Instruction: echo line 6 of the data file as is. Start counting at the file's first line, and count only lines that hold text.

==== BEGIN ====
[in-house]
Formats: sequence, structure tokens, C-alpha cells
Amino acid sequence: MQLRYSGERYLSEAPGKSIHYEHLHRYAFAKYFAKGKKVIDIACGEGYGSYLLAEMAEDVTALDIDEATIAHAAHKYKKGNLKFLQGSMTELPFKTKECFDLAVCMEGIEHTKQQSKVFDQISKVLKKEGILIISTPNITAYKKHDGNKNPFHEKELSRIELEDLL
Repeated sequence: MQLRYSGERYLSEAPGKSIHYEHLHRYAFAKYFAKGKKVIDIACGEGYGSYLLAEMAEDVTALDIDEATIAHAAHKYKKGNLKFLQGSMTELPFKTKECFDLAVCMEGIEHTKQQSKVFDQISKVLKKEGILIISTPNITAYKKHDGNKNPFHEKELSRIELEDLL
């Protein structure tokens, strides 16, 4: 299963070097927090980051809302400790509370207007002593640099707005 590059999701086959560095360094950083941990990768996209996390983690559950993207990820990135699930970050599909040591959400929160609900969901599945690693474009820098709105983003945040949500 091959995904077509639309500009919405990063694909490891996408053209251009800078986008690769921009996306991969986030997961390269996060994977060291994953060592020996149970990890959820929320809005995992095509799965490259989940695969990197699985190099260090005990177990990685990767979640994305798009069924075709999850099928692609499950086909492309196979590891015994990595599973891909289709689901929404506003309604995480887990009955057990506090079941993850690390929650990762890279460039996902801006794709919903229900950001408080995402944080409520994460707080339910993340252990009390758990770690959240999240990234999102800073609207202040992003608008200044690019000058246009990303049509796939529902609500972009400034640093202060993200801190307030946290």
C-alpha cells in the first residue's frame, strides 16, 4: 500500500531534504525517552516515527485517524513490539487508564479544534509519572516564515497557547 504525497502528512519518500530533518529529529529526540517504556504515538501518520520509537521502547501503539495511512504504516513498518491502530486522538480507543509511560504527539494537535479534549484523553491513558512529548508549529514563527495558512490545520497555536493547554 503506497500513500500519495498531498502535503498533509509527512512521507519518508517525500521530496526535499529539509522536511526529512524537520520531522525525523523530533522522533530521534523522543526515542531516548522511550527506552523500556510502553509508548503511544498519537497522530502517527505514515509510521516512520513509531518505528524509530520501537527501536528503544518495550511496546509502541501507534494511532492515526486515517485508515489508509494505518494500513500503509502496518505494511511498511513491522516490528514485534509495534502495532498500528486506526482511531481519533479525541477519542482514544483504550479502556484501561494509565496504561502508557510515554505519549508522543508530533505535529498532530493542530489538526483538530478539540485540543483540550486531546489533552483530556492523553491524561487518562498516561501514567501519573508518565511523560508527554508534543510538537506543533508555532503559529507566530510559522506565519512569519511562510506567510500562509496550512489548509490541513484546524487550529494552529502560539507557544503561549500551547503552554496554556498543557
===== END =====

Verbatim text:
C-alpha cells in the first residue's frame, strides 16, 4: 500500500531534504525517552516515527485517524513490539487508564479544534509519572516564515497557547 504525497502528512519518500530533518529529529529526540517504556504515538501518520520509537521502547501503539495511512504504516513498518491502530486522538480507543509511560504527539494537535479534549484523553491513558512529548508549529514563527495558512490545520497555536493547554 503506497500513500500519495498531498502535503498533509509527512512521507519518508517525500521530496526535499529539509522536511526529512524537520520531522525525523523530533522522533530521534523522543526515542531516548522511550527506552523500556510502553509508548503511544498519537497522530502517527505514515509510521516512520513509531518505528524509530520501537527501536528503544518495550511496546509502541501507534494511532492515526486515517485508515489508509494505518494500513500503509502496518505494511511498511513491522516490528514485534509495534502495532498500528486506526482511531481519533479525541477519542482514544483504550479502556484501561494509565496504561502508557510515554505519549508522543508530533505535529498532530493542530489538526483538530478539540485540543483540550486531546489533552483530556492523553491524561487518562498516561501514567501519573508518565511523560508527554508534543510538537506543533508555532503559529507566530510559522506565519512569519511562510506567510500562509496550512489548509490541513484546524487550529494552529502560539507557544503561549500551547503552554496554556498543557